I have just returned from visiting relatives in Vancouver. I mostly stayed in West Vancouver with my retired aunt and uncle but also stayed in outer-suburban areas with my police-officer cousin.
I was looking for a bubble - after all Vancouver is a notorious property bubble - but - speaking as someone from Sydney I could not see one. Everything was so cheap. Houses especially. Cars too.
A Mountie and his drug-rep wife had a material standard of living that would match a partner in a second tier law firm in Sydney. House prices seemed impossibly low.
The only place where my material standard of living was markedly higher than the outer Vancouver middle class was that I have a decent surf beach locally and the local restaurants and coffee shops are much better in Sydney. Also alcohol is cheaper in Sydney - which is in part taxes and in part protection. (Alcohol is much cheaper in parts of the USA.)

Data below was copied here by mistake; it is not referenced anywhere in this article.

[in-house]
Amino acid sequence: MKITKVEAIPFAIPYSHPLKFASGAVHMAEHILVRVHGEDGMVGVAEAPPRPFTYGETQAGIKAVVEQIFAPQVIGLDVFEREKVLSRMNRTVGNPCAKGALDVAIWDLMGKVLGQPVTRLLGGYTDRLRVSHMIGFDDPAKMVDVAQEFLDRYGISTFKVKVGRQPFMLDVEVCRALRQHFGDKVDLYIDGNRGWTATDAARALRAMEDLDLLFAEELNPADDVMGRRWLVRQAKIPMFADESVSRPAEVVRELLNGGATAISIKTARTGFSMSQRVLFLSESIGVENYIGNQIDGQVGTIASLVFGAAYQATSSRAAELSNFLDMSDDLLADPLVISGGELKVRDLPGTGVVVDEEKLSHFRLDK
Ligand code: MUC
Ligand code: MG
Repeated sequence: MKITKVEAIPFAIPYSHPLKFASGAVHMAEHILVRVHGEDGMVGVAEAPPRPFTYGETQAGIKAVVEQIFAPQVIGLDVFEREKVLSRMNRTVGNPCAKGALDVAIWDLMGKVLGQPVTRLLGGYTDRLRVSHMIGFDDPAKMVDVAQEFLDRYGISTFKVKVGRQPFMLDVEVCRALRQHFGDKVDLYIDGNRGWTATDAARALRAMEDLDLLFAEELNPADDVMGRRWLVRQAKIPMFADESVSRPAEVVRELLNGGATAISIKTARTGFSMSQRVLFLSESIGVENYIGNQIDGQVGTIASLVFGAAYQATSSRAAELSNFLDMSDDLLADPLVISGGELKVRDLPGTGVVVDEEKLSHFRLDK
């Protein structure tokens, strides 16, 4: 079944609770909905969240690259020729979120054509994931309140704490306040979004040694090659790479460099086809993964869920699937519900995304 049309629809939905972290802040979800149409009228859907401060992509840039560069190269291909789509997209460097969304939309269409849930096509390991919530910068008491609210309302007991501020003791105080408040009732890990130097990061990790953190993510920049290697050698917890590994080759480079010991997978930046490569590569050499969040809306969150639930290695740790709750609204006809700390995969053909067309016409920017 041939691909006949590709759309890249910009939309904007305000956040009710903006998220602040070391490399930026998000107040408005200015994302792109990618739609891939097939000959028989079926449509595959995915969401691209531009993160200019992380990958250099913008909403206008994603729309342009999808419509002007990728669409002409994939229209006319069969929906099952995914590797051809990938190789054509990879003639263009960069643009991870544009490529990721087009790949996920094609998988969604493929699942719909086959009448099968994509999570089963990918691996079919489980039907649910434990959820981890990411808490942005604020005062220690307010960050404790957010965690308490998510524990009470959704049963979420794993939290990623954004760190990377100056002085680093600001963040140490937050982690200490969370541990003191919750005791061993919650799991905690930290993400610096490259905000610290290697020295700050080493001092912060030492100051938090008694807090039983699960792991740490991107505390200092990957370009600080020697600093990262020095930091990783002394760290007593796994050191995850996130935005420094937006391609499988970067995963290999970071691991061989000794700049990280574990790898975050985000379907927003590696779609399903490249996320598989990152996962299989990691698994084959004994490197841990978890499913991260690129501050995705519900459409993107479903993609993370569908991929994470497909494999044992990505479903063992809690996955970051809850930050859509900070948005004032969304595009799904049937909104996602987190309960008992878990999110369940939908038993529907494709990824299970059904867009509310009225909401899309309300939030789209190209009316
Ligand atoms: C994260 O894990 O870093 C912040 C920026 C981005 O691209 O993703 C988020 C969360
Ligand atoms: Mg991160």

To offset the beaches and restaurants, my cousins had a ski resort up the hill. And food (other than dairy) was cheaper. Quality was high. Dairy seemed to be another industry-protection issue.
And housing was much cheaper and much higher quality.
I remember thinking that Sydney was in a bubble when it got as expensive as Vancouver now is. But then housing prices doubled. After that they seemed to drift upwards.
I have given up predicting the end of the Sydney property bubble. It will happen. It feels like it might happen now. But it has felt like that before. And before that. And before that.
I would rather be short Sydney property than long it (though my wife might object). And that stance has cost me money in the past.
There is a scene in Crocodile Dundee where a New Yorker pulls a switch blade on Dundee. He pulls out an Australian bush knife which is far more impressive.
That is how I felt about Vancouver. You call this a bubble? I am an Australian. I can show you a bubble. Vancouver - that is just kids having fun.
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